All three of our doctors here at Carrboro Family Vision provide exceptional contact lens services. We fit many kinds of contact lenses, including multifocal lenses for presbyopia and toric lenses for astigmatism. In addition, we routinely fit patients into rigid gas permeable lenses and other specialty lenses, such as CRT (corneal refractive therapy) lenses. CRT lenses are lenses that, when you sleep in them, reshape your cornea to allow you to see 20/20 throughout the day. Please see our page about CRT for more information. If you’re interested in contact lenses, please just give our office a call and we’d be delighted to discuss fees and possibilities with you. Every pair of eyes is different, and there are many different kinds of contact lenses on the market to accommodate your particular needs.
What is a contact lens evaluation?
During a routine eye exam, if you currently wear or want to wear contacts, the doctors perform a separate exam to evaluate your eyes for contacts. It includes additional testing, additional time with the doctor, and thus there is an additional charge associated with the exam. In our office, you might hear us refer to this exam as a “contact lens update,” assuming you’re an established contact lens wearer and your prescription keeps you in the same contact lens.
In order to prescribe contact lenses an optometrist must complete several additional tests:
- Evaluate the cornea, eyelids, and conjunctiva to determine how wearing contact lenses affects the health of the eyes.
- Determine the proper contact lens prescription based on visual needs, the health of the cornea, and the curvature of the eye.
- Contact lens prescriptions are separate from glasses prescriptions; they are always written for a specific type, curvature, and strength.
- Examine the contact lens on the surface of the eye to ensure proper fit and correct alignment with the cornea and eyelids.
- Measure visual acuity with contact lenses on the eyes and make adjustments as needed to optimize vision.
Why is the contact lens evaluation separate from the comprehensive eye examination fee?
All insurance companies require that optometrists bill a contact lens exam separately from a comprehensive eye exam. Blue Cross and Blue Shield and United Healthcare, for example, both typically consider contact lens exams to be an elective service, excluded from the patient’s routine eye exam benefits.
What is a contact lens prescription?
Contact lenses are medical devices that can only be dispensed with a valid prescription. Prescriptions for contact lenses from our office expire after one year. The prescription will include the power of the lenses, the type of contact you have been prescribed, and the curvature of the lenses. While wearing contacts, your eyes go through gradual changes including size and physiological requirements (such as a need for oxygen). These changes can affect the health of the cornea, which is why our prescriptions expire after one year. A contact lens prescription is separate and distinct from your prescription for glasses.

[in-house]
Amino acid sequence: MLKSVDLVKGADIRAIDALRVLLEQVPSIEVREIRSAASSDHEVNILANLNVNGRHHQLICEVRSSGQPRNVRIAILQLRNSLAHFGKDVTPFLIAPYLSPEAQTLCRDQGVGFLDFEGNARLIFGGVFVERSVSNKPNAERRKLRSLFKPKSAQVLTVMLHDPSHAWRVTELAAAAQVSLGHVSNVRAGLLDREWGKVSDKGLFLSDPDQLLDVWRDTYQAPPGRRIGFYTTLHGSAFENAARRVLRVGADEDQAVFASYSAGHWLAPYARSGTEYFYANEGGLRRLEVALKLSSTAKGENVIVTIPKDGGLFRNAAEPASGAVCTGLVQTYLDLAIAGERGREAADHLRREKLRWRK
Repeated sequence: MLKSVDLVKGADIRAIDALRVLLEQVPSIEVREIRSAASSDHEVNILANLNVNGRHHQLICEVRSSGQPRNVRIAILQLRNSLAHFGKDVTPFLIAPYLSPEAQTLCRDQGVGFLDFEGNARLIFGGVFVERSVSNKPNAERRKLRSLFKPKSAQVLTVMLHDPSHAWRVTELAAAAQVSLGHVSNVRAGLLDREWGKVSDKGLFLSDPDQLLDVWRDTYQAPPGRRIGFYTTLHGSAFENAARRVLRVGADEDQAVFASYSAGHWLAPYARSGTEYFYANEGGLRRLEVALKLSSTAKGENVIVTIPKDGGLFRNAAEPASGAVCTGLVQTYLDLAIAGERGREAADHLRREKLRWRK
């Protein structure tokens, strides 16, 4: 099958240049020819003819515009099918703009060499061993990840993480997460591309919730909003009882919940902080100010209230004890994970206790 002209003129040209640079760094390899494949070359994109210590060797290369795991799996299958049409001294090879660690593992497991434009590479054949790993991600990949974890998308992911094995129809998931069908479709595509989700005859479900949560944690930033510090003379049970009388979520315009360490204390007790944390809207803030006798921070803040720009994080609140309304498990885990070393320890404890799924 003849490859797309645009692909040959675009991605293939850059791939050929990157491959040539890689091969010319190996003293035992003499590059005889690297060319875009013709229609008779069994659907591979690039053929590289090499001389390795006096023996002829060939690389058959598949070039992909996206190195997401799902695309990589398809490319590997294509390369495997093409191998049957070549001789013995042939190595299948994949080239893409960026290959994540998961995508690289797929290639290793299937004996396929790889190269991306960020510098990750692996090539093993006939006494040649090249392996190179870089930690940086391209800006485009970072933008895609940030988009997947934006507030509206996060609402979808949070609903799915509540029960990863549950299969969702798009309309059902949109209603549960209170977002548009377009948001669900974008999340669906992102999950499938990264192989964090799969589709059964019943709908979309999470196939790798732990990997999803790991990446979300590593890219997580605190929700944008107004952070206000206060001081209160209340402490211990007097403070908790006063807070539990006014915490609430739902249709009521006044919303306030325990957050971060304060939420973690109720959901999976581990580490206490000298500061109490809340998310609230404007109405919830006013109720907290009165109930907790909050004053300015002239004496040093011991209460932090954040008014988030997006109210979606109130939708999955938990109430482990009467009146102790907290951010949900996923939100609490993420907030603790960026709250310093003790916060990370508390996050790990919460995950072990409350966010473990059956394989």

How should I take care of my contact lenses?
- Always wash your hands before handling your contact lenses.
- Put on soft contact lenses before applying makeup. Put on rigid gas permeable lenses after applying makeup.
- Carefully and regularly clean contact lenses, as directed by your optometrist. Rub the contact lenses with fingers and rinse thoroughly before soaking lenses overnight in sufficient multipurpose solution to completely cover the lens, or in the specially designed case used with hydrogen peroxide solutions.
- With multi-purpose solutions, you should replace your case at a minimum of every three months. With hydrogen peroxide solutions, you should only use the case that comes with each solution bottle, replacing the case as you go through each bottle of solution.
- Empty your contact lens case after every use and keep it open and dry between cleanings. Only fresh solution should be used to clean and store contact lenses. Never re-use old solution! Contact lens solution must be changed according to the manufacturers recommendations, even if the lenses are not used daily.
- Use only products recommended by your optometrist to clean and disinfect your lenses. Saline solution and rewetting drops are not designed to disinfect lenses.
- Always follow the recommended contact lens replacement schedule prescribed by your optometrist.
- Remove contact lenses before swimming or entering a hot tub.
- See your optometrist for your regularly scheduled contact lens and comprehensive eye examination.
What potential problems can I have as a contact lens wearer?
Following your optometrist’s advice and maintaining regular follow-up care will prevent most problems. It is generally not difficult to wear contact lenses. Problems with contact lens wear can be serious, however. Here is a list of some signs that things may not be going well. If you experience any of these, contact our office as soon as possible.
- Blurred or fuzzy vision, especially of sudden onset.
- Red, irritated eyes.
- Uncomfortable lenses.
- Pain in and around the eyes.
- Increased tearing (watery eyes) or discharge.
- Sensitivity to light.
- Feeling like there’s something in your eye (with or without lens wear).